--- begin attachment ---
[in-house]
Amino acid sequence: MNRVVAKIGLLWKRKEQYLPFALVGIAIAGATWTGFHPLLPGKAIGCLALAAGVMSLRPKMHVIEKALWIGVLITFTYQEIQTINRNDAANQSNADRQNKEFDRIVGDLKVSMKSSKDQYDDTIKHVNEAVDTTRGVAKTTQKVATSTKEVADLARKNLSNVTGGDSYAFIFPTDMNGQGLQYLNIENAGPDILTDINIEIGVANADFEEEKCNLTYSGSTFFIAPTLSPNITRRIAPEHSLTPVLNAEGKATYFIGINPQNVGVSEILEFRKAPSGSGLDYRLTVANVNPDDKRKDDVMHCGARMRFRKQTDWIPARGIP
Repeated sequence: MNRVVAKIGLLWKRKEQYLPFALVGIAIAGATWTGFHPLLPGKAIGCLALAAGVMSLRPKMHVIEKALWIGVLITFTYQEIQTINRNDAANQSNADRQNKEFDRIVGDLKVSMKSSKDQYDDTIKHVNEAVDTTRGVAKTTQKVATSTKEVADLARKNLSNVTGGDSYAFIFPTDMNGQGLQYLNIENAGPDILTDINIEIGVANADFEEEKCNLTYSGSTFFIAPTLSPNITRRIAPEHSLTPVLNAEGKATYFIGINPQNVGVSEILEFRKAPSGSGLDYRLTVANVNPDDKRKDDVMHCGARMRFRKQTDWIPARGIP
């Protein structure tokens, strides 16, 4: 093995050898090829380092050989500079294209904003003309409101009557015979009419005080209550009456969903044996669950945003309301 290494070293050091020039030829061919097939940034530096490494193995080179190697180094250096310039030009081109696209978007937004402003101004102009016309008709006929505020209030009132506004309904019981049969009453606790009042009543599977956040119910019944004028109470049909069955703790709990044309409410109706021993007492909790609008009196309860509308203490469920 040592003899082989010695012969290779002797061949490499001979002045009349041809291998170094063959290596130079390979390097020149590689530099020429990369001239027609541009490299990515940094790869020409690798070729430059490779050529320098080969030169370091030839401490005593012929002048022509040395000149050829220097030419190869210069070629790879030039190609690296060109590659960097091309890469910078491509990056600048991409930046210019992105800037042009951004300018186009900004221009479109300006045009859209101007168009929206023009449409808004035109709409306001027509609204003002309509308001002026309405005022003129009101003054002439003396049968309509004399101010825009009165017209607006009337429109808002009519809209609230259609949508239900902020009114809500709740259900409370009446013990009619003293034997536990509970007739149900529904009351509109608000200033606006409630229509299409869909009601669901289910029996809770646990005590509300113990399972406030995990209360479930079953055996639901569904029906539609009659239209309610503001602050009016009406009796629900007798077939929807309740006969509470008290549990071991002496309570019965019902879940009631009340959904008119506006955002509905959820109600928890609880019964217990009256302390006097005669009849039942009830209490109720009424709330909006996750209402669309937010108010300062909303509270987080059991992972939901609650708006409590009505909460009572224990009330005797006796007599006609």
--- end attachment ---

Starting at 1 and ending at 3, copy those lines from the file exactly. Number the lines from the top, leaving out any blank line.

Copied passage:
[in-house]
Amino acid sequence: MNRVVAKIGLLWKRKEQYLPFALVGIAIAGATWTGFHPLLPGKAIGCLALAAGVMSLRPKMHVIEKALWIGVLITFTYQEIQTINRNDAANQSNADRQNKEFDRIVGDLKVSMKSSKDQYDDTIKHVNEAVDTTRGVAKTTQKVATSTKEVADLARKNLSNVTGGDSYAFIFPTDMNGQGLQYLNIENAGPDILTDINIEIGVANADFEEEKCNLTYSGSTFFIAPTLSPNITRRIAPEHSLTPVLNAEGKATYFIGINPQNVGVSEILEFRKAPSGSGLDYRLTVANVNPDDKRKDDVMHCGARMRFRKQTDWIPARGIP
Repeated sequence: MNRVVAKIGLLWKRKEQYLPFALVGIAIAGATWTGFHPLLPGKAIGCLALAAGVMSLRPKMHVIEKALWIGVLITFTYQEIQTINRNDAANQSNADRQNKEFDRIVGDLKVSMKSSKDQYDDTIKHVNEAVDTTRGVAKTTQKVATSTKEVADLARKNLSNVTGGDSYAFIFPTDMNGQGLQYLNIENAGPDILTDINIEIGVANADFEEEKCNLTYSGSTFFIAPTLSPNITRRIAPEHSLTPVLNAEGKATYFIGINPQNVGVSEILEFRKAPSGSGLDYRLTVANVNPDDKRKDDVMHCGARMRFRKQTDWIPARGIP